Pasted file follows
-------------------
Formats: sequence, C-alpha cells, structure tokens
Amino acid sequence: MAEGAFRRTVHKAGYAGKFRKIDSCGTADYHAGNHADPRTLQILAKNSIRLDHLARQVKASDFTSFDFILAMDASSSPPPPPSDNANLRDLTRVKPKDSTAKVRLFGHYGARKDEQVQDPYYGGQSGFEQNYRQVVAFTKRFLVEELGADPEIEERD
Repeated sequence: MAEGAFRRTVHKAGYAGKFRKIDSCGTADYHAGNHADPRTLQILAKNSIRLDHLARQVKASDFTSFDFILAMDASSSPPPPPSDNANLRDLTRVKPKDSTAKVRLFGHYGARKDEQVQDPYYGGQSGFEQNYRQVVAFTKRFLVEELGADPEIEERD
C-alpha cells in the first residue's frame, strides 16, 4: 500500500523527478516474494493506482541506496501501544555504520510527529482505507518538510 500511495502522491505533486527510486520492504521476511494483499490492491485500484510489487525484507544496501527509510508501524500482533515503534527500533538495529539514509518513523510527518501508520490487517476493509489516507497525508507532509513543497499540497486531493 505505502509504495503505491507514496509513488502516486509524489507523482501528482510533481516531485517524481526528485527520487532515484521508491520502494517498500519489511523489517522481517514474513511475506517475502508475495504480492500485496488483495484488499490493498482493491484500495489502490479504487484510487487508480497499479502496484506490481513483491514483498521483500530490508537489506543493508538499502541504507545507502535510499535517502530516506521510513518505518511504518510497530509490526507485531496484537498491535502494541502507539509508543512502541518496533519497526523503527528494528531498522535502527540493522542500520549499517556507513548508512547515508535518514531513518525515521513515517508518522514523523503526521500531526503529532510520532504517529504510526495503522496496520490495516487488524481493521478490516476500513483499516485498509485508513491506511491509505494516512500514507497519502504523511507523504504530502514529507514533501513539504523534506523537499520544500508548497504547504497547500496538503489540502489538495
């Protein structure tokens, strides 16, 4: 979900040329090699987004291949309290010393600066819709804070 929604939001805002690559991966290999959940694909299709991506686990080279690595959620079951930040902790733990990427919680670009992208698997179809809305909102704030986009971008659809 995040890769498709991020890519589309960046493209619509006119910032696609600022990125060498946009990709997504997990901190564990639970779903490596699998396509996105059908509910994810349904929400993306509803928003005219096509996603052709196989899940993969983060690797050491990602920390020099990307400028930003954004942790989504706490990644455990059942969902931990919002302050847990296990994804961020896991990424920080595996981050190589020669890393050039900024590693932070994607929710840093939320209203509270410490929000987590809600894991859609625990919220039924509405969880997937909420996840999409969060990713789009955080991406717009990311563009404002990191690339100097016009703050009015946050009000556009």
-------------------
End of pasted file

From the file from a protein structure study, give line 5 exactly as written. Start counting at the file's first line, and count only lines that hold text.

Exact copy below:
């Protein structure tokens, strides 16, 4: 979900040329090699987004291949309290010393600066819709804070 929604939001805002690559991966290999959940694909299709991506686990080279690595959620079951930040902790733990990427919680670009992208698997179809809305909102704030986009971008659809 995040890769498709991020890519589309960046493209619509006119910032696609600022990125060498946009990709997504997990901190564990639970779903490596699998396509996105059908509910994810349904929400993306509803928003005219096509996603052709196989899940993969983060690797050491990602920390020099990307400028930003954004942790989504706490990644455990059942969902931990919002302050847990296990994804961020896991990424920080595996981050190589020669890393050039900024590693932070994607929710840093939320209203509270410490929000987590809600894991859609625990919220039924509405969880997937909420996840999409969060990713789009955080991406717009990311563009404002990191690339100097016009703050009015946050009000556009």